A setback for `hot dog man'

Meals: A triple shooting in Harlem Park destroys the cart William Henderson used to give food to welfare-dependent kids.

March 13, 2000|By Tim Craig | Tim Craig,SUN STAFF

When an ambushed car careened into William Henderson's cart in Harlem Park recently, it was the first time in five years there were no free hot dogs for the community's welfare-dependent children during their hungry last days of each month.

For half a decade, hundreds of desperate children have flocked to Edmondson Avenue and North Carey Street to get a free hot dog and soda from Henderson when their parents' food stamps are depleted, leaving refrigerators empty.

But last month, the droves of children, some walking a dozen blocks, came to the West Baltimore corner looking for the traditional meal, but instead found the hot dog cart gone.

"I knew the fact we did not have the hot dog cart would devastate the children because we no longer had the means to feed them," Henderson said. "They said, `Mr. Will, are you going to try to get another one?'"

Since 1995, Henderson, director of the Harlem Park Community Advocacy Group, has used the hot dog stand he bought for $1,500 as a community soup kitchen.

In a community in which the last census put the average yearly income at less than $8,000, Henderson said children in Harlem Park are often in despairat the end of the month.

"When the children come, you can see they are hungry and for that brief time we are able to help," Henderson said. "I can see it in their eyes."

These are the children left aghast, Henderson said, every time they visit the Inner Harbor and realize how different life is just two miles away.

They are children being raised in rat-infested slums where parents padlock refrigerators to keep drug-addicted relatives from stealing all the food.

Others have drug-addicted parents who go on feverish drug binges -- even selling their food stamps for a vial of crack -- when the welfare check arrives.

Some of the children have grown accustomed to nightly gunfire, but until last month many didn't understand how it could affect them.

On Feb. 16, a car was sprayed with gunfire at Edmondson Avenue and North Carey Street, killing the driver and wounding two passengers.

The car, which was hit by bullets from an assault weapon, careened out of control, slamming into Henderson's hot dog cart in the 500 block of N. Carey St. The car then struck a commercial building and Henderson's rowhouse.

Seeking replacement

Henderson, 46, plans a raffle to raise money to replace the cart before summer. Until then, residents say, a piece of the community is missing.

"He is one of the good guys in the community," said Larry Blake, of the 500 block of N. Carey St. "He feeds everybody."

Henderson, a former reporter and columnist at The Afro-American, the city's black newspaper, modeled his hot dog cart after Operation Champ, which supplied food and organized activities for Harlem Park children in the 1960s.

"As a child, I benefited from that program," Henderson said.

After leaving journalism, Henderson attended the Community Law Center in 1995 and obtained a community advocacy certificate. The program enabled him to start his Harlem Park advocacy organization, which represents tenants during landlord disputes.

In the summer, Henderson, a contractor, maintains neighborhood playgrounds and oversees a fire-hydrant sprinkler at Harlem Avenue and North Carey Street.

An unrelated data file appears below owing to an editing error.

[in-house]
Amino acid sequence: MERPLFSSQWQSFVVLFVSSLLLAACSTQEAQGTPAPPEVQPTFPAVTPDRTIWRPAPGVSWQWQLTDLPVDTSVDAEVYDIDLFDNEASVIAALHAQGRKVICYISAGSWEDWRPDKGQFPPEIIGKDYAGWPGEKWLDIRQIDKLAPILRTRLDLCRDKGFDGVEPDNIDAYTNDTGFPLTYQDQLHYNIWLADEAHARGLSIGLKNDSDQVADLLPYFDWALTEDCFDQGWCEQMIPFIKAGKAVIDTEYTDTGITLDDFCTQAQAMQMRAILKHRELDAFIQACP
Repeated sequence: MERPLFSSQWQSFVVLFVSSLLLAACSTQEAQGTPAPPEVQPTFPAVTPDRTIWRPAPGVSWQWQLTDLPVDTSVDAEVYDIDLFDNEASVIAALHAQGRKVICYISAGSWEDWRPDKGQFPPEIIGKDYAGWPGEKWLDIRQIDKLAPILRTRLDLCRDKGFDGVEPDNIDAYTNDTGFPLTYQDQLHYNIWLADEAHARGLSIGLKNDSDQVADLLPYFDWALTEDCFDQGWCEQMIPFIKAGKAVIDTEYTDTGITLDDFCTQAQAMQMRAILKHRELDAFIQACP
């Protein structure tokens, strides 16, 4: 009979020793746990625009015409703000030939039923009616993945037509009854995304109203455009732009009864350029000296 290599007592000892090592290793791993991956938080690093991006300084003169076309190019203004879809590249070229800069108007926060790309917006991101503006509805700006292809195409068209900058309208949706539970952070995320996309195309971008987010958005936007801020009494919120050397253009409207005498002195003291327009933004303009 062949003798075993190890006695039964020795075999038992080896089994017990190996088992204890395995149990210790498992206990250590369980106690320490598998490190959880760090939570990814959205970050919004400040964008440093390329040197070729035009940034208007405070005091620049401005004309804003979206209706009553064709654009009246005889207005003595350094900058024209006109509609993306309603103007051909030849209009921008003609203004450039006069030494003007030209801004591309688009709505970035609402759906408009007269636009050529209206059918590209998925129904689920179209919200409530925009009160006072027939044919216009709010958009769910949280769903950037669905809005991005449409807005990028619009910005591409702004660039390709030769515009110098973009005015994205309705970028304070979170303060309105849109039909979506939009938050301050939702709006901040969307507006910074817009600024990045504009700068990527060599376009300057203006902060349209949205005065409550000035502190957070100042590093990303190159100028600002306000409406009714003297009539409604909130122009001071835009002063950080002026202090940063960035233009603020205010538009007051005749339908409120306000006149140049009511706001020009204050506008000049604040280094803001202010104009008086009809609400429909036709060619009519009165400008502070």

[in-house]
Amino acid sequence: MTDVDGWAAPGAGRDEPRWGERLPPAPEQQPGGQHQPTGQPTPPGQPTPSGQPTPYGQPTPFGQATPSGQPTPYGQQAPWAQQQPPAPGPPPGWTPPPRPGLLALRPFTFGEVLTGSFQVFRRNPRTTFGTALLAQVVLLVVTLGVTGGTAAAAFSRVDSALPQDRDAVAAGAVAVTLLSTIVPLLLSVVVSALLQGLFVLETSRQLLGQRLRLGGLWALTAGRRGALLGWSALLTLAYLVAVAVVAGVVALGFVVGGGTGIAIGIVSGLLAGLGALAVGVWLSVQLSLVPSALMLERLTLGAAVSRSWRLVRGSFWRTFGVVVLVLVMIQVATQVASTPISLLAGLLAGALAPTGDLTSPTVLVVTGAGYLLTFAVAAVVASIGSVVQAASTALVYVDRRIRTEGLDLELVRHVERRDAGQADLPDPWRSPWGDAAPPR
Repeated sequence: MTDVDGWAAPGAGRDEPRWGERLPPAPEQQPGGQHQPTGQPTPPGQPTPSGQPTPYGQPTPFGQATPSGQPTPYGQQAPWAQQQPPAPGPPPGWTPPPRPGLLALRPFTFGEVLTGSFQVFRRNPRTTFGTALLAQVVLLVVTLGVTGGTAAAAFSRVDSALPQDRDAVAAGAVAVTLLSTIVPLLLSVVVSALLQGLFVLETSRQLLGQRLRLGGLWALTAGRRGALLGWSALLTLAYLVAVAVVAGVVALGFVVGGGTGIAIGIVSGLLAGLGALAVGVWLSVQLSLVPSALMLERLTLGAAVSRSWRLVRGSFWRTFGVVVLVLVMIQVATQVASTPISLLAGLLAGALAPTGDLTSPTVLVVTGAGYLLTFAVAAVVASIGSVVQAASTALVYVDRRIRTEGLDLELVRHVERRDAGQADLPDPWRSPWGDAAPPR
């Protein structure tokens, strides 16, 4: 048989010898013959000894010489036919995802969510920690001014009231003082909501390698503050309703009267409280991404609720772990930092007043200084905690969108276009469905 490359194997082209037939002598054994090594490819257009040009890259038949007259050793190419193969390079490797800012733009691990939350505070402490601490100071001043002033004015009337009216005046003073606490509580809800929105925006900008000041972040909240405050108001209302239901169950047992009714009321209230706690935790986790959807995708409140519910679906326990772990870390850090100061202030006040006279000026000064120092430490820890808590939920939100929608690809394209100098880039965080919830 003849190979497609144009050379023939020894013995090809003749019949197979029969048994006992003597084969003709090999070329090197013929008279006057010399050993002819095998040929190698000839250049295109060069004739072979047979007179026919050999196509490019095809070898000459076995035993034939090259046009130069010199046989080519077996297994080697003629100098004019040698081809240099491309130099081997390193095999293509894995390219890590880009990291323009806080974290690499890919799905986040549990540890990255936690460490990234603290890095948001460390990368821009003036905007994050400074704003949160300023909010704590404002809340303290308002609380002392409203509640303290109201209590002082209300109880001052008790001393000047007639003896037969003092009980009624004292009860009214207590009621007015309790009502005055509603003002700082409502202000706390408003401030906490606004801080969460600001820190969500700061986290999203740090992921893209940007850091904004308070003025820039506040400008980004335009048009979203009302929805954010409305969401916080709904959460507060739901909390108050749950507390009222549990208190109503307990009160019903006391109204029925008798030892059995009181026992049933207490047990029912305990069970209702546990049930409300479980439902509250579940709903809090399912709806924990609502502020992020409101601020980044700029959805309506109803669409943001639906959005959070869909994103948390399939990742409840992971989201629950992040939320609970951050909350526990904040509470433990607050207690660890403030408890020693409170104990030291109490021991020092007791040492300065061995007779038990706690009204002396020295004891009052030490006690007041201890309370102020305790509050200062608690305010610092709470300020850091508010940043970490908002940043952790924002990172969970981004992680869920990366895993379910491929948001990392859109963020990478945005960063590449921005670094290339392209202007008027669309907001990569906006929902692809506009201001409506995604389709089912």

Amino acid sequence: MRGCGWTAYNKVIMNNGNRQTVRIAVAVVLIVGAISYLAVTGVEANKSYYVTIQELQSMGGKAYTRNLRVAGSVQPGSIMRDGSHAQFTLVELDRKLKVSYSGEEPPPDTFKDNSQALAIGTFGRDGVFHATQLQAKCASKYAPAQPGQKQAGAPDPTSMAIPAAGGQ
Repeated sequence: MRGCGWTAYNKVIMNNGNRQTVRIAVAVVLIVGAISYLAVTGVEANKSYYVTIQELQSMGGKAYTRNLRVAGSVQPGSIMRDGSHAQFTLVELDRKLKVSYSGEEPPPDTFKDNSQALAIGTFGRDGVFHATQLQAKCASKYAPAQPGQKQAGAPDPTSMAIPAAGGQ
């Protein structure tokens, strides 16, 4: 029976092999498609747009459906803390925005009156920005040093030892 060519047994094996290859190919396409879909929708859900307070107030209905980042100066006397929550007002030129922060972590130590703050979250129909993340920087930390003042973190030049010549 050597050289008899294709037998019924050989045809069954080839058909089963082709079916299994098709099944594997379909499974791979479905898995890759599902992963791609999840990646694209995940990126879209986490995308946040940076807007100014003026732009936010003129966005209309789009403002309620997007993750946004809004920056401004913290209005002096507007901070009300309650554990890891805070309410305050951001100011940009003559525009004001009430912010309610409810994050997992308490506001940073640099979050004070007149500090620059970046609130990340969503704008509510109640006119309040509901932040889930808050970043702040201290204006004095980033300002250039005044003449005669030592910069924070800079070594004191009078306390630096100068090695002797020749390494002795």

But everyone, from Western District police officers to carryout owners, knows Henderson as the "hot dog man."

Although he doesn't have a vendor's license, Henderson and his cart hit the streets the last few evenings of every month to hand out about 250 hot dogs a night.

Local business owners donate the hot dogs, which are usually eaten within an hour, and Henderson plays music from a large radio.

He says the event turns what traditionally is a depressing time of the month for welfare recipients into a mini block party.

"He is the bright side of this neighborhood," said Ronnie Lee, owner of Carey Food Market.

A vital role

Sue Fitzsimmons, a spokeswoman for the city Department of Social Services, said Henderson and others like him serve a vital role in blighted Harlem Park.

Only 2 percent of the neighborhood's 3,671 residents are college-educated and more than half live below the poverty line.

Fitzsimmons said the average welfare mother of three receives $503 a month in cash assistance and $426 in food stamps.

"People let the money stretch as long as it can," Fitzsimmons said, noting she believes Henderson's free hot dog stand is the only one of its kind in the city.

Fitzsimmons said the city's food pantries and soup kitchens see a sharp rise in the number of people they feed around the end of each month.

Police said they have made no arrests in the triple shooting that destroyed Henderson's hot dog cart, but a patrol car and two officers have been assigned to sit at the corner almost every day.

Henderson said the officers' presence is working to reduce crime, but on Friday afternoon several gunshots were fired about a block north of where the patrol car was parked.

Henderson believes neighborhood children who grow up hungry today are more likely to be the gangsters of tomorrow. He hopes to raise $2,000 to replace his cart.

"Unless we get another one, it is going to permanently cripple the hot dog cart," Henderson said. "Last month was hard enough. At a crucial time it was needed but not available because of what?"

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